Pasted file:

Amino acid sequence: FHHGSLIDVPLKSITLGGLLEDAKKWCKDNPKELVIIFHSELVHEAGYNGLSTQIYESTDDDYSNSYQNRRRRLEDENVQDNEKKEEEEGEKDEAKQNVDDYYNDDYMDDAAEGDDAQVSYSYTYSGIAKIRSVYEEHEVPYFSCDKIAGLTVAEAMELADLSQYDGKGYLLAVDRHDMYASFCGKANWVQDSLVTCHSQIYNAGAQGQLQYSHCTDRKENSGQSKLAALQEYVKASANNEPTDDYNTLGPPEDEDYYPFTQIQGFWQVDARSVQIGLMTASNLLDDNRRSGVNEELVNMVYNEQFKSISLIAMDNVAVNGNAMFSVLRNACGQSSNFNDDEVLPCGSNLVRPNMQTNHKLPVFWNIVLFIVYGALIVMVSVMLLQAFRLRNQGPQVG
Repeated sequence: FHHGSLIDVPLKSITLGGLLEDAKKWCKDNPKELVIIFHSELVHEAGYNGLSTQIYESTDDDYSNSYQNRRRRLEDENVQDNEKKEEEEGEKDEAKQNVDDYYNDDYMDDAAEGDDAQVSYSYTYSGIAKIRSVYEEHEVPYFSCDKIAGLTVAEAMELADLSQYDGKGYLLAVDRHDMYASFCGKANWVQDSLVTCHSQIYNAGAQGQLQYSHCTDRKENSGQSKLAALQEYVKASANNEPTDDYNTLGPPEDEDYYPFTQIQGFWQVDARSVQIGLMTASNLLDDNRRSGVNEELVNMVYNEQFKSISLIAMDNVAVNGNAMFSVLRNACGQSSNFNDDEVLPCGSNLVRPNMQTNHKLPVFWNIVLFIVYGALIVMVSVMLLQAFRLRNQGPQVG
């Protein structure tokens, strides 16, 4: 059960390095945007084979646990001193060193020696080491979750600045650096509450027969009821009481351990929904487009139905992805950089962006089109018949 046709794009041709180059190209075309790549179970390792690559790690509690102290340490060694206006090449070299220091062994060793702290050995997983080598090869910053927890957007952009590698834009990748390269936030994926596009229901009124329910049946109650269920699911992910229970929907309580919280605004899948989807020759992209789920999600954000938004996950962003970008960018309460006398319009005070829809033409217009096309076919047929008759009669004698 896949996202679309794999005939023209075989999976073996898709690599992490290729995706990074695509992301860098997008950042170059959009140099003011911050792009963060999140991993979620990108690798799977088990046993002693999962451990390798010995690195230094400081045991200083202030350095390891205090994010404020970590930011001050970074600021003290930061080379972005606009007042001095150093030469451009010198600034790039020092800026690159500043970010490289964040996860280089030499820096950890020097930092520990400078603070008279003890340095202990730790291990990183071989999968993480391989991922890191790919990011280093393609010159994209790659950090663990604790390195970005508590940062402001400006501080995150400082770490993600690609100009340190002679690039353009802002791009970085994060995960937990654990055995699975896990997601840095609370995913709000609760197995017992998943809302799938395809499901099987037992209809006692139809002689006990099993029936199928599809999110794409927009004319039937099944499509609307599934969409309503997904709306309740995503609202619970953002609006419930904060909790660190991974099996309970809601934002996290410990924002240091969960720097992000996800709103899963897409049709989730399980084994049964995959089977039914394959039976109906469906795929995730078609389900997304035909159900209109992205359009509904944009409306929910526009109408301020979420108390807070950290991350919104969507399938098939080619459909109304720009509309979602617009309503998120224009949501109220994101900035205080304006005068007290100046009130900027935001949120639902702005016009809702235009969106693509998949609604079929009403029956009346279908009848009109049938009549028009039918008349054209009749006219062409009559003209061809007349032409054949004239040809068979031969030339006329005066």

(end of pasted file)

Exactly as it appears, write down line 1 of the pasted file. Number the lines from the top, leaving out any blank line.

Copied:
Amino acid sequence: FHHGSLIDVPLKSITLGGLLEDAKKWCKDNPKELVIIFHSELVHEAGYNGLSTQIYESTDDDYSNSYQNRRRRLEDENVQDNEKKEEEEGEKDEAKQNVDDYYNDDYMDDAAEGDDAQVSYSYTYSGIAKIRSVYEEHEVPYFSCDKIAGLTVAEAMELADLSQYDGKGYLLAVDRHDMYASFCGKANWVQDSLVTCHSQIYNAGAQGQLQYSHCTDRKENSGQSKLAALQEYVKASANNEPTDDYNTLGPPEDEDYYPFTQIQGFWQVDARSVQIGLMTASNLLDDNRRSGVNEELVNMVYNEQFKSISLIAMDNVAVNGNAMFSVLRNACGQSSNFNDDEVLPCGSNLVRPNMQTNHKLPVFWNIVLFIVYGALIVMVSVMLLQAFRLRNQGPQVG